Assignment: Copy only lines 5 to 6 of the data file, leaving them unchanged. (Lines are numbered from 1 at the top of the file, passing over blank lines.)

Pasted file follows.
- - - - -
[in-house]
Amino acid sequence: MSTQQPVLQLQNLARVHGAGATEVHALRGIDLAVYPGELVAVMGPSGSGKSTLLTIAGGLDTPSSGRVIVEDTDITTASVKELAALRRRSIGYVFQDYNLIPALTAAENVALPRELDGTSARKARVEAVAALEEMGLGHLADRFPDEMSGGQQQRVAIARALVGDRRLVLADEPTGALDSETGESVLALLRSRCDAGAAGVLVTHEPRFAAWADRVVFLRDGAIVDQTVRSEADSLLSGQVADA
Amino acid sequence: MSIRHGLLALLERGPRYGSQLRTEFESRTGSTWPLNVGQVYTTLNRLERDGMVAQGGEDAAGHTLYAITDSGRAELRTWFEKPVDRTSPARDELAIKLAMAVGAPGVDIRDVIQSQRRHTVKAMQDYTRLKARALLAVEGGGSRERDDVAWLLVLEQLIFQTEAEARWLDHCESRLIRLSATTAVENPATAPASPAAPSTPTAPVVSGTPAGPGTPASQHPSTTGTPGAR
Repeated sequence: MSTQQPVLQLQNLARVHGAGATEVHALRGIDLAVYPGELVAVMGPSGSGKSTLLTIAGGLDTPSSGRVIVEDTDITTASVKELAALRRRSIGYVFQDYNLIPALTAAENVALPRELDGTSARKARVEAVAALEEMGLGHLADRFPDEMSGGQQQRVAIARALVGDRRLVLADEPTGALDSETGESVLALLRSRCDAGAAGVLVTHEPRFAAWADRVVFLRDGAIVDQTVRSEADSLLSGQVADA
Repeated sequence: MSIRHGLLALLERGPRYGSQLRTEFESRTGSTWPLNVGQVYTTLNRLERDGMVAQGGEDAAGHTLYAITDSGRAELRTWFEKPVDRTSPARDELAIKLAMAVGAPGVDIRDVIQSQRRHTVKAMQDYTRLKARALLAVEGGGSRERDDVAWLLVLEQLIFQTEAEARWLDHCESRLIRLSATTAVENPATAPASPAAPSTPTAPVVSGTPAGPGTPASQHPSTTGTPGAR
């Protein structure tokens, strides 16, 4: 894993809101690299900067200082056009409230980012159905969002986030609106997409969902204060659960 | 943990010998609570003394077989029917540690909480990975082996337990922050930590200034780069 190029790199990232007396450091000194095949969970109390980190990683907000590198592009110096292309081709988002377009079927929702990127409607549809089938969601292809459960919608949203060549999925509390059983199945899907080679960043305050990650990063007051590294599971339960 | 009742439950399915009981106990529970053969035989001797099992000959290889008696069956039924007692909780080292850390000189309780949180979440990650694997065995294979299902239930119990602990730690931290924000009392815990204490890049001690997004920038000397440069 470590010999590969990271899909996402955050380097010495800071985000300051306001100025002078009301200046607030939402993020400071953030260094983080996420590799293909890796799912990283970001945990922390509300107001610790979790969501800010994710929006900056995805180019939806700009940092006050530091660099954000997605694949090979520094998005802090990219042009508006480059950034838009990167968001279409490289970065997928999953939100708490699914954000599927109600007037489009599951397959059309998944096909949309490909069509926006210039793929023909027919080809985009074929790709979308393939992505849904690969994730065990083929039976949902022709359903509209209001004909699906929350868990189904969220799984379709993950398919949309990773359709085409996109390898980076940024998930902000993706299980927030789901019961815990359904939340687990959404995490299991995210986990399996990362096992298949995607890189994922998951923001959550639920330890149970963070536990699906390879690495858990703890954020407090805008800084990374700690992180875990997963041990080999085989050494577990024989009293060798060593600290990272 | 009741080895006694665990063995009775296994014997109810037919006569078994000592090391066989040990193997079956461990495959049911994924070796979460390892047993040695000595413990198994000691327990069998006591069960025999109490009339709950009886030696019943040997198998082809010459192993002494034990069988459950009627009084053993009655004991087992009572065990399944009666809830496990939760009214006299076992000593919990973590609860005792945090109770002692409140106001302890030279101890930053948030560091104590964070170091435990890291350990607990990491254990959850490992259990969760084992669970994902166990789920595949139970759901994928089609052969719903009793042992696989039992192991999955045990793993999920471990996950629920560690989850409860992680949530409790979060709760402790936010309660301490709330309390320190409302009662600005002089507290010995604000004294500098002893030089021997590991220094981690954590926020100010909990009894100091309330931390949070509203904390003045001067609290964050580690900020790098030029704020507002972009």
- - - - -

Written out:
Repeated sequence: MSIRHGLLALLERGPRYGSQLRTEFESRTGSTWPLNVGQVYTTLNRLERDGMVAQGGEDAAGHTLYAITDSGRAELRTWFEKPVDRTSPARDELAIKLAMAVGAPGVDIRDVIQSQRRHTVKAMQDYTRLKARALLAVEGGGSRERDDVAWLLVLEQLIFQTEAEARWLDHCESRLIRLSATTAVENPATAPASPAAPSTPTAPVVSGTPAGPGTPASQHPSTTGTPGAR
């Protein structure tokens, strides 16, 4: 894993809101690299900067200082056009409230980012159905969002986030609106997409969902204060659960 | 943990010998609570003394077989029917540690909480990975082996337990922050930590200034780069 190029790199990232007396450091000194095949969970109390980190990683907000590198592009110096292309081709988002377009079927929702990127409607549809089938969601292809459960919608949203060549999925509390059983199945899907080679960043305050990650990063007051590294599971339960 | 009742439950399915009981106990529970053969035989001797099992000959290889008696069956039924007692909780080292850390000189309780949180979440990650694997065995294979299902239930119990602990730690931290924000009392815990204490890049001690997004920038000397440069 470590010999590969990271899909996402955050380097010495800071985000300051306001100025002078009301200046607030939402993020400071953030260094983080996420590799293909890796799912990283970001945990922390509300107001610790979790969501800010994710929006900056995805180019939806700009940092006050530091660099954000997605694949090979520094998005802090990219042009508006480059950034838009990167968001279409490289970065997928999953939100708490699914954000599927109600007037489009599951397959059309998944096909949309490909069509926006210039793929023909027919080809985009074929790709979308393939992505849904690969994730065990083929039976949902022709359903509209209001004909699906929350868990189904969220799984379709993950398919949309990773359709085409996109390898980076940024998930902000993706299980927030789901019961815990359904939340687990959404995490299991995210986990399996990362096992298949995607890189994922998951923001959550639920330890149970963070536990699906390879690495858990703890954020407090805008800084990374700690992180875990997963041990080999085989050494577990024989009293060798060593600290990272 | 009741080895006694665990063995009775296994014997109810037919006569078994000592090391066989040990193997079956461990495959049911994924070796979460390892047993040695000595413990198994000691327990069998006591069960025999109490009339709950009886030696019943040997198998082809010459192993002494034990069988459950009627009084053993009655004991087992009572065990399944009666809830496990939760009214006299076992000593919990973590609860005792945090109770002692409140106001302890030279101890930053948030560091104590964070170091435990890291350990607990990491254990959850490992259990969760084992669970994902166990789920595949139970759901994928089609052969719903009793042992696989039992192991999955045990793993999920471990996950629920560690989850409860992680949530409790979060709760402790936010309660301490709330309390320190409302009662600005002089507290010995604000004294500098002893030089021997590991220094981690954590926020100010909990009894100091309330931390949070509203904390003045001067609290964050580690900020790098030029704020507002972009």